Saturday, February 9, 2013

one bug's nectar, another bug's poison

Jim, the Garden Club speaker last Tuesday, talked about insects. Some thought his topic would be 'Beneficial Insects," but he disabused everyone of this notion at the outset. It was just "Insects." His point of view was purely aesthetic. 

Jim likes to watch insects in all their metamorphic stages, and listen to their distinctive sounds. His slides were beautiful closeups of insects. He accompanied them with appropriate clicking and buzzing, while using his arms and head to mimic the movement of mouth parts . 

Every picture of a butterfly on a flower was balanced with that of a caterpillar eating the leaves of that same plant. When milkweed and buckwheat were touted as host plants for butterflies, I thought lovingly about the little holes I'd seen in some of my buckwheat plants -- now nearing maturity and starting to show tiny white buds.

By revealing his love for mosquitoes, Jim laid to rest anyone's expectation that he was going to focus on beneficial insects. Evidently Jim's wife empties vessels of standing water whenever she finds them around the garden. Jim patiently refills them so that mosquitoes will have a place to breed. Next, I heard shocked whispers of "termites!" all around me when Jim advocated having a woodpile to provide nesting places for insects. He also uses wood to build homes for mason bees, one of my preoccupations from last year.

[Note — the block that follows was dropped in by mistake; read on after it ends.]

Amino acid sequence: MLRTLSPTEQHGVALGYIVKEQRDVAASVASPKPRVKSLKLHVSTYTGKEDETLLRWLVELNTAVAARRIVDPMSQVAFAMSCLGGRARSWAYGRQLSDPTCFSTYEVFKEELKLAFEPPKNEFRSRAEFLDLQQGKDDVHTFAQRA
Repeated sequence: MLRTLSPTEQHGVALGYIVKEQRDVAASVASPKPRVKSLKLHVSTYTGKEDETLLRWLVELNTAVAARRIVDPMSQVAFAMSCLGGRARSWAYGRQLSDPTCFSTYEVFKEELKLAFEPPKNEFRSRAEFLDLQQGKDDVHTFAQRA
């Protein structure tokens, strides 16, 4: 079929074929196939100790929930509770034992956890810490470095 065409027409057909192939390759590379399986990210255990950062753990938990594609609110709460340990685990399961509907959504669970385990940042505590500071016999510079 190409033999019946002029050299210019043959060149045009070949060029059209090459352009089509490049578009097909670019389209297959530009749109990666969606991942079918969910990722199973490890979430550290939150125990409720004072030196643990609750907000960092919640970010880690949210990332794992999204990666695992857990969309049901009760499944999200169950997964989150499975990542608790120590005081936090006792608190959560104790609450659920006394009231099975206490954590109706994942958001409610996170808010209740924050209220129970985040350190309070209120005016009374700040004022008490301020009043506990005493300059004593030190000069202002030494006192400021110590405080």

Less flagrant ways to attract insects were also described. Evidently bugs eschew mowed lawns and prefer a diversity of plant sizes, colors, and flavors, along with a carpet of decaying leaves. Plants that taste 'nasty' to one insect will be the favorite food of another (hence the title of this post).

A few of Jim's slides showed lifeforms other than insects. Spiders and hummingbirds, attracted by insects, were also featured. This prompted me to ask about legless lizards. "Legless lizards are wonderful," Jim replied, but he didn't want to go on record as saying that they would eat snail eggs.

After the presentation, I talked with a lovely woman who told me that she has to "go inside and lie down for a while" when she encounters a spider in her garden. I was on my good behavior, so didn't mention spiders' "noiseless, patient" attributes.

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POSToccupations by Frances Talbott-White is licensed under a Creative Commons Attribution-Noncommercial-No Derivative Works 3.0 United States License